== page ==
Notes on Codecademy “Learn TypeScript”

I want to go back and take another look at Angular web application development framework, because I’ve learned a lot about web development since my earlier attempt. But before I do, I want to review TypeScript, which is what Angular uses to tame some of JavaScript’s wild nature. Conveniently, Codecademy has a “Learn TypeScript” course for me to do exactly that.

As its name implies, TypeScript imposes some of the benefits of data type enforcement to JavaScript’s default data type system, where anything can go anywhere. The downside of JavaScript’s flexibility is that it also allowed many bugs to hide until emerging at very inconvenient times. While it’s always possible to move to an entirely different language if type safety is desirable, the beauty of TypeScript is that it maintains full compatibility with JavaScript so we don’t have to leave that ecosystem (JS runtimes, libraries, tools, etc.) to gain benefits of compile-time type checks. TypeScript accomplishes this magic by performing its checks on TypeScript source files. Once everything has been verified to be satisfactory, that source code is translated to standard JavaScript for execution.

But before that compiler runs, TypeScript syntax gives us a lot of tools to organize our code to catch bugs at “compile” time. (More accurately TypeScript-to-JavaScript transpiling time.) There are static code analysis features to find problems. Starting with simple ones like a mistyped variable name would get caught because it has no declared type. We also get (illusions of) features like enum so we can constrain values within a defined valid set.

However, in order to stay compatible with JavaScript, TypeScript couldn’t offer all the rigorousness of a strictly typed language. There are various middle ground features sprinkled throughout so we don’t have to take all-or-nothing. The type guard of “[property] in [object]” aligns with “duck typing” patterns: checks for the method we care about instead of the exact object type or interface. It was also amusing to see support for generics, which is becoming a feature in strictly typed languages but now we have it in TypeScript as well compiling down to “do whatever you want” JavaScript. That leads to things like Index Signatures with no real counterpart in strictly typed languages, and I credit its existence to JavaScript for being weird. I wouldn’t blame everything on JavaScript, though. I sometimes stumble across TypeScript union types, which lets us support a limited set of types. In one practice exercise, we have an array that can be an array of one of two types. I typed TypeA[] | TypeB[] which made sense to my brain, but that was not acceptable. I had to use (TypeA | TypeB)[] and I still don’t understand why.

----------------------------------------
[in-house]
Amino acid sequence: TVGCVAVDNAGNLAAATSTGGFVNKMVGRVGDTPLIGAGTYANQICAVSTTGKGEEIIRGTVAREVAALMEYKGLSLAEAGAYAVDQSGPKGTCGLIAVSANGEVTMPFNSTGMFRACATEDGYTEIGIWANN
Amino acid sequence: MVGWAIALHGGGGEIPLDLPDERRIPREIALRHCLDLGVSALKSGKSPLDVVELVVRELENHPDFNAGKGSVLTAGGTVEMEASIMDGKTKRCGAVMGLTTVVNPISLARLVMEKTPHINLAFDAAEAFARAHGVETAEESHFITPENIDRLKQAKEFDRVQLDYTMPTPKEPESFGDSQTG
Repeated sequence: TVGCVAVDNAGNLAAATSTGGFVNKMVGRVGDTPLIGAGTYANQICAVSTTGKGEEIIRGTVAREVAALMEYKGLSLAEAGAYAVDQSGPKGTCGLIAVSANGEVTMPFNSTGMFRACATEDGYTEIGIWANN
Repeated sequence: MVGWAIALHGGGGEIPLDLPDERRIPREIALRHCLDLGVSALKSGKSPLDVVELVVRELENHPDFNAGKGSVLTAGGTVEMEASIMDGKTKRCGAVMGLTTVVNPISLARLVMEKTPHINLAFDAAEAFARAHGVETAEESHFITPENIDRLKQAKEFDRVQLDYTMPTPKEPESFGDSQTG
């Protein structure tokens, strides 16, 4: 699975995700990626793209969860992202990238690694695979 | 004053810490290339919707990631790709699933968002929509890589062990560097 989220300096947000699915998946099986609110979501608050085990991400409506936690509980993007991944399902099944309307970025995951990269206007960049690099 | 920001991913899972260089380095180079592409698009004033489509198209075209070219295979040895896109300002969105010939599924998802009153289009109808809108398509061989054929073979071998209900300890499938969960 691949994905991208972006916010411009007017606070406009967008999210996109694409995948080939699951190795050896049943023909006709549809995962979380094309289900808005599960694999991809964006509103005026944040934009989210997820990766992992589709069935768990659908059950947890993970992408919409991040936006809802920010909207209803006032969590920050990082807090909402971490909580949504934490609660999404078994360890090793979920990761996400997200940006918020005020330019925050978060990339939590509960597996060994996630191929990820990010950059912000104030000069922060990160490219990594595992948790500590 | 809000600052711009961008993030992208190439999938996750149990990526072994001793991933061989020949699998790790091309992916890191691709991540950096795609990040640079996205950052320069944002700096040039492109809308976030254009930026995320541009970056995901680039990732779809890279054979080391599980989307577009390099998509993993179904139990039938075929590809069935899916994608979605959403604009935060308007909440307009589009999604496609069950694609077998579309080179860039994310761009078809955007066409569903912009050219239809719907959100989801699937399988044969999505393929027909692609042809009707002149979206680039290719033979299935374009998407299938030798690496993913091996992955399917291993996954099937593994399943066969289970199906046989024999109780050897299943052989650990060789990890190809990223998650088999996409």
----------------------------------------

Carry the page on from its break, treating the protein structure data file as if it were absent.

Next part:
This course also exposed me to certain JavaScript things that were not specific to TypeScript. There was a brief mention of documentation comments: /** */ blocks that included markup like @param and @returns. I vaguely recall seeing this before but I no longer remember what this is called and the course didn’t give me a pointer. This course was also the first time I saw JavaScript rest parameters and its counterpart spread syntax. And finally, this is where I learned of number.toFixed() which I will definitely use in the future.

Like all Codecademy courses, this one gives us enough context for us to navigate product document on our own. In this case, the official reference is The TypeScript Handbook. Explanations in the handbook make a lot more sense to me after this Codecademy course than it did before, so I’d say “Learn TypeScript” was worth my time investment.

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